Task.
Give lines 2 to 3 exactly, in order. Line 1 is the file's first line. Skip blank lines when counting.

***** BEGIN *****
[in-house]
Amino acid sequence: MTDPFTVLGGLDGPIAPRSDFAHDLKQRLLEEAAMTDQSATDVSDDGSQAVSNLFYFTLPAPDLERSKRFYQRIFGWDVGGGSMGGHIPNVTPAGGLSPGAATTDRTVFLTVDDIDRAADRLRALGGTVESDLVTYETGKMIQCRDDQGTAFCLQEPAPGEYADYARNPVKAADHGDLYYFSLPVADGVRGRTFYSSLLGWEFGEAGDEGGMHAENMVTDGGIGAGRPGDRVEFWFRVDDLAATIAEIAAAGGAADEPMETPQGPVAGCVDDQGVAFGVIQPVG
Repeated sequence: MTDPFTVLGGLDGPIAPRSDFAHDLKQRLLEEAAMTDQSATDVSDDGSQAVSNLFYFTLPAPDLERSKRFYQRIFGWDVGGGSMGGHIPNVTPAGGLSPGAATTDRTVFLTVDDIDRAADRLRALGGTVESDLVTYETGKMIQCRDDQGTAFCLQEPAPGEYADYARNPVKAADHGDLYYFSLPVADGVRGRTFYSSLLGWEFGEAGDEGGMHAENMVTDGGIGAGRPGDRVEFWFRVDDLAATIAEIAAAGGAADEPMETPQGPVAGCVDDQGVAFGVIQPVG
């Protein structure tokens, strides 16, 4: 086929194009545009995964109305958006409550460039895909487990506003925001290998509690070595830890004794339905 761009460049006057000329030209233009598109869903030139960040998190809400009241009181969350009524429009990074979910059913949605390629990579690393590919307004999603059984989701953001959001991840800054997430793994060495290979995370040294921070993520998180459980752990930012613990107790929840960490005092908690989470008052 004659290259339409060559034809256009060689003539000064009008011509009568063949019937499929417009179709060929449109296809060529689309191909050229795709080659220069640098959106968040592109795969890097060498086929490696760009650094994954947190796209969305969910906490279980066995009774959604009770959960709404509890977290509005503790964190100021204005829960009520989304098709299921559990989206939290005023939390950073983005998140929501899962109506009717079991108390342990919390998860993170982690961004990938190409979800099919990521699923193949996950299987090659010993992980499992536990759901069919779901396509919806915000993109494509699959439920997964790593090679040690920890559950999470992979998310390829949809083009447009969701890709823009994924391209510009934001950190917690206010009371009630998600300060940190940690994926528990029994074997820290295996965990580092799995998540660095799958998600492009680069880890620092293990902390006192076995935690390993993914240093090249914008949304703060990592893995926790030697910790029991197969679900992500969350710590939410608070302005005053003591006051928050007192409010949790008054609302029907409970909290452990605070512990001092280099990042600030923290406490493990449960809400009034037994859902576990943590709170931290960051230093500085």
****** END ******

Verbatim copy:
Amino acid sequence: MTDPFTVLGGLDGPIAPRSDFAHDLKQRLLEEAAMTDQSATDVSDDGSQAVSNLFYFTLPAPDLERSKRFYQRIFGWDVGGGSMGGHIPNVTPAGGLSPGAATTDRTVFLTVDDIDRAADRLRALGGTVESDLVTYETGKMIQCRDDQGTAFCLQEPAPGEYADYARNPVKAADHGDLYYFSLPVADGVRGRTFYSSLLGWEFGEAGDEGGMHAENMVTDGGIGAGRPGDRVEFWFRVDDLAATIAEIAAAGGAADEPMETPQGPVAGCVDDQGVAFGVIQPVG
Repeated sequence: MTDPFTVLGGLDGPIAPRSDFAHDLKQRLLEEAAMTDQSATDVSDDGSQAVSNLFYFTLPAPDLERSKRFYQRIFGWDVGGGSMGGHIPNVTPAGGLSPGAATTDRTVFLTVDDIDRAADRLRALGGTVESDLVTYETGKMIQCRDDQGTAFCLQEPAPGEYADYARNPVKAADHGDLYYFSLPVADGVRGRTFYSSLLGWEFGEAGDEGGMHAENMVTDGGIGAGRPGDRVEFWFRVDDLAATIAEIAAAGGAADEPMETPQGPVAGCVDDQGVAFGVIQPVG